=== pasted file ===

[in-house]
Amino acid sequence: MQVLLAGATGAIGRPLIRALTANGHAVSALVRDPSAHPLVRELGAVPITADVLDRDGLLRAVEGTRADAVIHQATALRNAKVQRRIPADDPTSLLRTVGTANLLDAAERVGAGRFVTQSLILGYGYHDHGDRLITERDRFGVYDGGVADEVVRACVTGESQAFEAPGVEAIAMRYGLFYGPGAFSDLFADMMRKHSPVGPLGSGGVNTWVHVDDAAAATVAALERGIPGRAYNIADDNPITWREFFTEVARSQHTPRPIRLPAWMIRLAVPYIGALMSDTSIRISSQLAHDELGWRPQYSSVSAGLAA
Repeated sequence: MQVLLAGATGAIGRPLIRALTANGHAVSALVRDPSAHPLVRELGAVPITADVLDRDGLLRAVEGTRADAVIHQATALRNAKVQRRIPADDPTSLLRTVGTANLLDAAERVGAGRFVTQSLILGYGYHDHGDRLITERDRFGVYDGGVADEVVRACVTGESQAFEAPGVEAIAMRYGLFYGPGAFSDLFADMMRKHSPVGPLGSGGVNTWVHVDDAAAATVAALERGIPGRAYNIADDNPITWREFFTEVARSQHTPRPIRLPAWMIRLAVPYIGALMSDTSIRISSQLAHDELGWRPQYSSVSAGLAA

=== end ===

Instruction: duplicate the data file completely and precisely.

[in-house]
Amino acid sequence: MQVLLAGATGAIGRPLIRALTANGHAVSALVRDPSAHPLVRELGAVPITADVLDRDGLLRAVEGTRADAVIHQATALRNAKVQRRIPADDPTSLLRTVGTANLLDAAERVGAGRFVTQSLILGYGYHDHGDRLITERDRFGVYDGGVADEVVRACVTGESQAFEAPGVEAIAMRYGLFYGPGAFSDLFADMMRKHSPVGPLGSGGVNTWVHVDDAAAATVAALERGIPGRAYNIADDNPITWREFFTEVARSQHTPRPIRLPAWMIRLAVPYIGALMSDTSIRISSQLAHDELGWRPQYSSVSAGLAA
Repeated sequence: MQVLLAGATGAIGRPLIRALTANGHAVSALVRDPSAHPLVRELGAVPITADVLDRDGLLRAVEGTRADAVIHQATALRNAKVQRRIPADDPTSLLRTVGTANLLDAAERVGAGRFVTQSLILGYGYHDHGDRLITERDRFGVYDGGVADEVVRACVTGESQAFEAPGVEAIAMRYGLFYGPGAFSDLFADMMRKHSPVGPLGSGGVNTWVHVDDAAAATVAALERGIPGRAYNIADDNPITWREFFTEVARSQHTPRPIRLPAWMIRLAVPYIGALMSDTSIRISSQLAHDELGWRPQYSSVSAGLAA